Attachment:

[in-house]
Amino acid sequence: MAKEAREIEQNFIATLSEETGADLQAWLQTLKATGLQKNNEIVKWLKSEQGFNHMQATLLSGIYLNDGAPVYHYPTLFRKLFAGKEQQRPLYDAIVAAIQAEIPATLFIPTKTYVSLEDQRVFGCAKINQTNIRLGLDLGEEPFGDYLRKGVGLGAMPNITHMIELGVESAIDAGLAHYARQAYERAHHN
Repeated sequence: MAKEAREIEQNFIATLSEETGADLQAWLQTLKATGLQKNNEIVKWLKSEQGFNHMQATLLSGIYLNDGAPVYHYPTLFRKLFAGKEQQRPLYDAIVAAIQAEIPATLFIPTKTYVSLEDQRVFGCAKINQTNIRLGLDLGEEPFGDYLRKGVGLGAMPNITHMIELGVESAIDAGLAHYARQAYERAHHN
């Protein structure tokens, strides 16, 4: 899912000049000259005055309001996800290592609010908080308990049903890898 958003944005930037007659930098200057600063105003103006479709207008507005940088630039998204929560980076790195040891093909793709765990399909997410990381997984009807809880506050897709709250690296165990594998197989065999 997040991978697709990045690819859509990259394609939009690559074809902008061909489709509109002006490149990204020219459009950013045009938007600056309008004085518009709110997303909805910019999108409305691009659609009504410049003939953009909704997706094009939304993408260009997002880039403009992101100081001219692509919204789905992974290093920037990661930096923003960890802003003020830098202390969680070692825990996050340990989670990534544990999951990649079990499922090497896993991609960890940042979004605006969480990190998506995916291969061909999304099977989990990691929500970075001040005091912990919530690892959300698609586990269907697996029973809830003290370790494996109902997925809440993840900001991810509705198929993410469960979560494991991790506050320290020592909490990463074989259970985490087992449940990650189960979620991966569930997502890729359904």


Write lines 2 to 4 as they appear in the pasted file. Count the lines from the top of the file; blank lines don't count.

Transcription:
Amino acid sequence: MAKEAREIEQNFIATLSEETGADLQAWLQTLKATGLQKNNEIVKWLKSEQGFNHMQATLLSGIYLNDGAPVYHYPTLFRKLFAGKEQQRPLYDAIVAAIQAEIPATLFIPTKTYVSLEDQRVFGCAKINQTNIRLGLDLGEEPFGDYLRKGVGLGAMPNITHMIELGVESAIDAGLAHYARQAYERAHHN
Repeated sequence: MAKEAREIEQNFIATLSEETGADLQAWLQTLKATGLQKNNEIVKWLKSEQGFNHMQATLLSGIYLNDGAPVYHYPTLFRKLFAGKEQQRPLYDAIVAAIQAEIPATLFIPTKTYVSLEDQRVFGCAKINQTNIRLGLDLGEEPFGDYLRKGVGLGAMPNITHMIELGVESAIDAGLAHYARQAYERAHHN
């Protein structure tokens, strides 16, 4: 899912000049000259005055309001996800290592609010908080308990049903890898 958003944005930037007659930098200057600063105003103006479709207008507005940088630039998204929560980076790195040891093909793709765990399909997410990381997984009807809880506050897709709250690296165990594998197989065999 997040991978697709990045690819859509990259394609939009690559074809902008061909489709509109002006490149990204020219459009950013045009938007600056309008004085518009709110997303909805910019999108409305691009659609009504410049003939953009909704997706094009939304993408260009997002880039403009992101100081001219692509919204789905992974290093920037990661930096923003960890802003003020830098202390969680070692825990996050340990989670990534544990999951990649079990499922090497896993991609960890940042979004605006969480990190998506995916291969061909999304099977989990990691929500970075001040005091912990919530690892959300698609586990269907697996029973809830003290370790494996109902997925809440993840900001991810509705198929993410469960979560494991991790506050320290020592909490990463074989259970985490087992449940990650189960979620991966569930997502890729359904």